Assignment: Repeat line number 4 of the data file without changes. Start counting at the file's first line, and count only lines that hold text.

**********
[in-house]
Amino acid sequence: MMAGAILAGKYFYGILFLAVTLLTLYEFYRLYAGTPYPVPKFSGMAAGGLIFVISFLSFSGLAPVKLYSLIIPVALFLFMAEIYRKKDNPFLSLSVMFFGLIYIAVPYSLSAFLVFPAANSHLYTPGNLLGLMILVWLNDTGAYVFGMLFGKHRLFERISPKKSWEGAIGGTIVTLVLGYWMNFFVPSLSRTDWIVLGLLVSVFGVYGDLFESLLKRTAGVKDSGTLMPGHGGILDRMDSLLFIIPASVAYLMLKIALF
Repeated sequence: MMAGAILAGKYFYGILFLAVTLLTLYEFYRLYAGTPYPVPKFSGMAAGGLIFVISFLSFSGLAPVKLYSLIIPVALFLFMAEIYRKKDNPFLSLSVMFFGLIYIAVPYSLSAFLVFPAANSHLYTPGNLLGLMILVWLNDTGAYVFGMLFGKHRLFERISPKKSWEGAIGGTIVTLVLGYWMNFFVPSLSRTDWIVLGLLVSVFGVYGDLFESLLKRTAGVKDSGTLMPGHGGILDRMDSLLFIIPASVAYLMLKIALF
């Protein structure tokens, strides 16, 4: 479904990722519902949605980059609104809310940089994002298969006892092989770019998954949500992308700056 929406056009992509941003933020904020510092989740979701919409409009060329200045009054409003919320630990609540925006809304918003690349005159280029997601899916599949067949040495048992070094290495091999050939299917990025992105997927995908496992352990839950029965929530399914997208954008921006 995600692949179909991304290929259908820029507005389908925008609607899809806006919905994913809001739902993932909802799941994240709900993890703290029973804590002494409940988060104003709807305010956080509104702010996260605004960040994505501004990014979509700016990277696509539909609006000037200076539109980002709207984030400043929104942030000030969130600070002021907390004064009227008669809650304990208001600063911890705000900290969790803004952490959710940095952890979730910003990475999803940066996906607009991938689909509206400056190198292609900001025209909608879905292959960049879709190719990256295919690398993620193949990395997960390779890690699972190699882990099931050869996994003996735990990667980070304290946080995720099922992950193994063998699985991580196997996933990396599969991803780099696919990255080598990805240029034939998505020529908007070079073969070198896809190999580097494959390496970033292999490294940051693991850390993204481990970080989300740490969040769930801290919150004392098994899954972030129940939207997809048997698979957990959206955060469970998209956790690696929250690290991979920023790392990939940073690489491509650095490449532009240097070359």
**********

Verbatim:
């Protein structure tokens, strides 16, 4: 479904990722519902949605980059609104809310940089994002298969006892092989770019998954949500992308700056 929406056009992509941003933020904020510092989740979701919409409009060329200045009054409003919320630990609540925006809304918003690349005159280029997601899916599949067949040495048992070094290495091999050939299917990025992105997927995908496992352990839950029965929530399914997208954008921006 995600692949179909991304290929259908820029507005389908925008609607899809806006919905994913809001739902993932909802799941994240709900993890703290029973804590002494409940988060104003709807305010956080509104702010996260605004960040994505501004990014979509700016990277696509539909609006000037200076539109980002709207984030400043929104942030000030969130600070002021907390004064009227008669809650304990208001600063911890705000900290969790803004952490959710940095952890979730910003990475999803940066996906607009991938689909509206400056190198292609900001025209909608879905292959960049879709190719990256295919690398993620193949990395997960390779890690699972190699882990099931050869996994003996735990990667980070304290946080995720099922992950193994063998699985991580196997996933990396599969991803780099696919990255080598990805240029034939998505020529908007070079073969070198896809190999580097494959390496970033292999490294940051693991850390993204481990970080989300740490969040769930801290919150004392098994899954972030129940939207997809048997698979957990959206955060469970998209956790690696929250690290991979920023790392990939940073690489491509650095490449532009240097070359």